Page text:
- The Underground Railroad (2017) by Colson Whitehead Won the Pulitzer Prize for Fiction. Story: Unusual historical account of the famed secretive slave route to freedom with a dose of whimsy. A. Rating 4.5/5 stars B. I’ve always had an interest in the underground railroad so I was naturally attracted to this book. It is not for the faint of heart. Colson’s writing is superb – is is definitely a talented author. I was somewhat let down by the end of the novel but I’m hoping for a future installment.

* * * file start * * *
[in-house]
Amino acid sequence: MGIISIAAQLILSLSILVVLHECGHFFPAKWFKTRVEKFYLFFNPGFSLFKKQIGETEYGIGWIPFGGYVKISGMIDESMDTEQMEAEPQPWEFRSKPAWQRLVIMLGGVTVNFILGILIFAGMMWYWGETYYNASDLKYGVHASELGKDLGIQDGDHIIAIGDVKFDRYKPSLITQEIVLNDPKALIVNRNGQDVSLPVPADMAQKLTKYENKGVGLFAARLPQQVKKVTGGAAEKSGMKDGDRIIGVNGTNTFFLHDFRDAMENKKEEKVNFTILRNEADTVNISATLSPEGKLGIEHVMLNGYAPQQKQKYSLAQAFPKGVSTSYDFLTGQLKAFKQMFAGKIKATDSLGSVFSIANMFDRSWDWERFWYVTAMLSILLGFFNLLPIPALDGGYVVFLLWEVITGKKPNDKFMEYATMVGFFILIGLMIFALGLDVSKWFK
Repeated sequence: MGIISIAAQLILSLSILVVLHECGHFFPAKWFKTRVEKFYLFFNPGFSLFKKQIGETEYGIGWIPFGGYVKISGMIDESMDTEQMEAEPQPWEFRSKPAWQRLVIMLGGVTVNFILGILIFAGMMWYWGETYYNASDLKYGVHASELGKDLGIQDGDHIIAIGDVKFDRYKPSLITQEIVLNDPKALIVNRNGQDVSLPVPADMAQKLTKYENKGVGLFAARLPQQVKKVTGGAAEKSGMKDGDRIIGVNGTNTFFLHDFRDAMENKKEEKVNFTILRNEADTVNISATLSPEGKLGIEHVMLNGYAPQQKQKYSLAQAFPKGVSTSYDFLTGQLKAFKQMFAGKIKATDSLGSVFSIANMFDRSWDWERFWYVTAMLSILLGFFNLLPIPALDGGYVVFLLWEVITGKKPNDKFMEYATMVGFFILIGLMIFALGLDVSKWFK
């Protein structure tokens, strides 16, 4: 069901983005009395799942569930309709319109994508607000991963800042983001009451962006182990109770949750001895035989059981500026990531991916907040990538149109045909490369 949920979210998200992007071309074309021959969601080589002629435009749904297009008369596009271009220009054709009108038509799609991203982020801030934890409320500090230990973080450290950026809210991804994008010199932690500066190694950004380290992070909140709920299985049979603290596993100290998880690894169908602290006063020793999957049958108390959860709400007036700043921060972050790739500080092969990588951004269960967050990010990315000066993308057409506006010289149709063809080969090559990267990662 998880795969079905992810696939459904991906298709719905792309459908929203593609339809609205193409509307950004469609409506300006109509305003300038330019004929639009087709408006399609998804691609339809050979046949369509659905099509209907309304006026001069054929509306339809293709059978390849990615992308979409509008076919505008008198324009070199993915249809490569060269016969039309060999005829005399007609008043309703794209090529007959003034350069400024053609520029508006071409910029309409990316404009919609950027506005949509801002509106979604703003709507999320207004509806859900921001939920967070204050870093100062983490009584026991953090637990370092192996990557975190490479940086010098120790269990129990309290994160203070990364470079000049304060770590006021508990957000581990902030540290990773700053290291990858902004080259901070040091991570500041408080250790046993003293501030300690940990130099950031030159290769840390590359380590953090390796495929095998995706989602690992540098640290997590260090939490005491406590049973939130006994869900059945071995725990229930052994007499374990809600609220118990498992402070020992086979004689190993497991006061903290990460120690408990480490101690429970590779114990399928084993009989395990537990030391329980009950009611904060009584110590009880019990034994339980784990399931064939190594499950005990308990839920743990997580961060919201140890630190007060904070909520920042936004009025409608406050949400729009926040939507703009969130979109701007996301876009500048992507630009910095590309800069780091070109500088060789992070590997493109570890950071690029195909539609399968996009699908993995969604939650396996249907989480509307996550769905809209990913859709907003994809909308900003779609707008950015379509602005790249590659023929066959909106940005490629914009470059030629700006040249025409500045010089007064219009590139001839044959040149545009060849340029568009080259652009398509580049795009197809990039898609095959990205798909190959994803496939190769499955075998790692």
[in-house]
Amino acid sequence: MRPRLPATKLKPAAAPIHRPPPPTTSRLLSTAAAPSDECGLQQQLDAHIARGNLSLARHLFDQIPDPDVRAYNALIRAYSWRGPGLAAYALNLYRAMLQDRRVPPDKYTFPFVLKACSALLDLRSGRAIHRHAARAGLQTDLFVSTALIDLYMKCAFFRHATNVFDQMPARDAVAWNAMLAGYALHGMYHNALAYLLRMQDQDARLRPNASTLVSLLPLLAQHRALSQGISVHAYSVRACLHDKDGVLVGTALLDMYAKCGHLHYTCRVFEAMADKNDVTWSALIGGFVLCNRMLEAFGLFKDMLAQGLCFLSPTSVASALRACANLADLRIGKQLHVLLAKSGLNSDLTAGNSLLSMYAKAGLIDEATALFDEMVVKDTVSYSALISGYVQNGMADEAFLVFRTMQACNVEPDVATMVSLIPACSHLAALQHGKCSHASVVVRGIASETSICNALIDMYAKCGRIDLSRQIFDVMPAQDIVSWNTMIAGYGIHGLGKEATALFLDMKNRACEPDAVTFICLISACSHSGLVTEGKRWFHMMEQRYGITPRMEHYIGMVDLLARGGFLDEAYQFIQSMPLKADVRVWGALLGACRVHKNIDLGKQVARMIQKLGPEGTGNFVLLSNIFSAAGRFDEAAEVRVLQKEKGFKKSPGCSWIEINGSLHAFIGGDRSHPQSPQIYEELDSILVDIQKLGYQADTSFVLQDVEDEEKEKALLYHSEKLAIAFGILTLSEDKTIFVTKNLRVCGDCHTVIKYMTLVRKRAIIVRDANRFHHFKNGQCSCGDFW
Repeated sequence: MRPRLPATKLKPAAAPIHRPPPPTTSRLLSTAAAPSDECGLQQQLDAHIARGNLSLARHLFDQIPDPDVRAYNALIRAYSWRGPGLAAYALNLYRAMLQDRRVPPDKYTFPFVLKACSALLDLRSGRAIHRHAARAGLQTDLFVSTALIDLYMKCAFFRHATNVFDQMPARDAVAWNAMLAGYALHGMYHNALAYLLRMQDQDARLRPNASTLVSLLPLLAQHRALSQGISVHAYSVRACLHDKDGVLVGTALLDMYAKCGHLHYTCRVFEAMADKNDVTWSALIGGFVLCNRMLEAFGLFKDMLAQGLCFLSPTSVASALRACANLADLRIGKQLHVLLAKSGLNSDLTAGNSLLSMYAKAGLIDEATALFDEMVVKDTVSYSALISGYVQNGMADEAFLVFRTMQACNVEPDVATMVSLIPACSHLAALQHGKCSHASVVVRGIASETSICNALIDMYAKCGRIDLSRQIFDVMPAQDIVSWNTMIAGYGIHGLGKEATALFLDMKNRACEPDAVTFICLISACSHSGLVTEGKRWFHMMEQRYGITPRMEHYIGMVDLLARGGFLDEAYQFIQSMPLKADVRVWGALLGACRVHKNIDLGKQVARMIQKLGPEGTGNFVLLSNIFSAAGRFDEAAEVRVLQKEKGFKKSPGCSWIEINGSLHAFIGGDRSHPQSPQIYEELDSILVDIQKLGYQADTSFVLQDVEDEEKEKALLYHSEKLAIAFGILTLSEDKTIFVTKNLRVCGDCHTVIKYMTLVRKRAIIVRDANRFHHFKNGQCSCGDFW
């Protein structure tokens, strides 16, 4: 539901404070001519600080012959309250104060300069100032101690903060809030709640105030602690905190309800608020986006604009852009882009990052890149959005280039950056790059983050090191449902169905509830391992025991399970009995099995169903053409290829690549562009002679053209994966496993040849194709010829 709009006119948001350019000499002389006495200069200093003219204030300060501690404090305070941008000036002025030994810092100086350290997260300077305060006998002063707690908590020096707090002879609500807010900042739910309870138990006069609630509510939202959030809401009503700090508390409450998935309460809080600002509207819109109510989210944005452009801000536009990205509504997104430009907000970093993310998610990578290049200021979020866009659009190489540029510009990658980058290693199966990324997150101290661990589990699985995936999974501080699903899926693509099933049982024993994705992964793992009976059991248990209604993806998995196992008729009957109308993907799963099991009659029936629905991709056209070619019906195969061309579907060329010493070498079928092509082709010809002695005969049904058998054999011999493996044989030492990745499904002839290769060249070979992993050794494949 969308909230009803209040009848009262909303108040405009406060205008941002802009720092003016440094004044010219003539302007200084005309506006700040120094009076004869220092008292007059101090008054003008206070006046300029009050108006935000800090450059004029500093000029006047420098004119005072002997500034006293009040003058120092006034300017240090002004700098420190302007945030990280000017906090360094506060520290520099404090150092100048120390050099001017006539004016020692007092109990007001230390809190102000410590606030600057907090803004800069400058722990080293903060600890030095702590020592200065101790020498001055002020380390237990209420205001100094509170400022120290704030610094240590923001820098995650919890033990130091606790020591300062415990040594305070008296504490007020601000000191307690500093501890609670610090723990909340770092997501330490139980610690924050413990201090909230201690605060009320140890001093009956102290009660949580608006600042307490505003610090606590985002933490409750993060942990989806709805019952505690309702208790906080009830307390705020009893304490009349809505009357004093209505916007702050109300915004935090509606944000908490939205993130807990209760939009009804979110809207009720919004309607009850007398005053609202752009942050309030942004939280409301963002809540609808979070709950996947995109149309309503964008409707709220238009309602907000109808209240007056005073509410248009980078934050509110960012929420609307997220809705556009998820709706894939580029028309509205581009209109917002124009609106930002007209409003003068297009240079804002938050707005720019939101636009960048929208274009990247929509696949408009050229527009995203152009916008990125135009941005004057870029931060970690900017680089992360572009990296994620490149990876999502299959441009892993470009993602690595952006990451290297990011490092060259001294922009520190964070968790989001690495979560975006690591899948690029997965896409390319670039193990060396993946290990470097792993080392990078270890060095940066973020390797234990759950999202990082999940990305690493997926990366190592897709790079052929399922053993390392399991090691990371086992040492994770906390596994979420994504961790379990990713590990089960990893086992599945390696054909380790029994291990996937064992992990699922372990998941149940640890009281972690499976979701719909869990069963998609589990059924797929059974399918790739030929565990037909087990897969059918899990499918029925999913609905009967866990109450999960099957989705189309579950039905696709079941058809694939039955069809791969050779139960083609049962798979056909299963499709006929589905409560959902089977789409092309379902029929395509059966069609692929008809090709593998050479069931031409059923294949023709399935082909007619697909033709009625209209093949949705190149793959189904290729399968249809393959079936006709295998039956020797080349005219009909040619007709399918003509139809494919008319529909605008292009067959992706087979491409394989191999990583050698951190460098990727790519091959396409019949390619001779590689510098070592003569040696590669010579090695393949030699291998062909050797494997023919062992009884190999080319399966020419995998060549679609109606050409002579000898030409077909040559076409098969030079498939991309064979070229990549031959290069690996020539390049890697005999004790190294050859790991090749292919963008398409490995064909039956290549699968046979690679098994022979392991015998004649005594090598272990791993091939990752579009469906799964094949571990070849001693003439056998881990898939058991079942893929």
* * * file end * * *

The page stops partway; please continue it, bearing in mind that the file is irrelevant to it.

- The Overstory (2019) By Richard Powers Pulitzer Prize Winner 2019 for Fiction Story: Huge, ancient trees are the focus of the novel as they become threatened and call to action some typical and some more unusual tree huggers. A. Rating 4/5 stars B. I both loved and hated this book. If you are concerned with the state of the planet, and have inclinations to save it, you’ll probably enjoy this book. As an environmental educator, I saw the value in this book. Like The Goldfinch, I felt it was a little too long. After reading three Pulitzer Prize winning books, I purposely moved on to something “less award winning” – I just wanted a book to enjoy – not one with a message, a lesson, or one that involved the drug culture. I’m glad I read all three of the prize winning books but won’t go out of my way to do that again.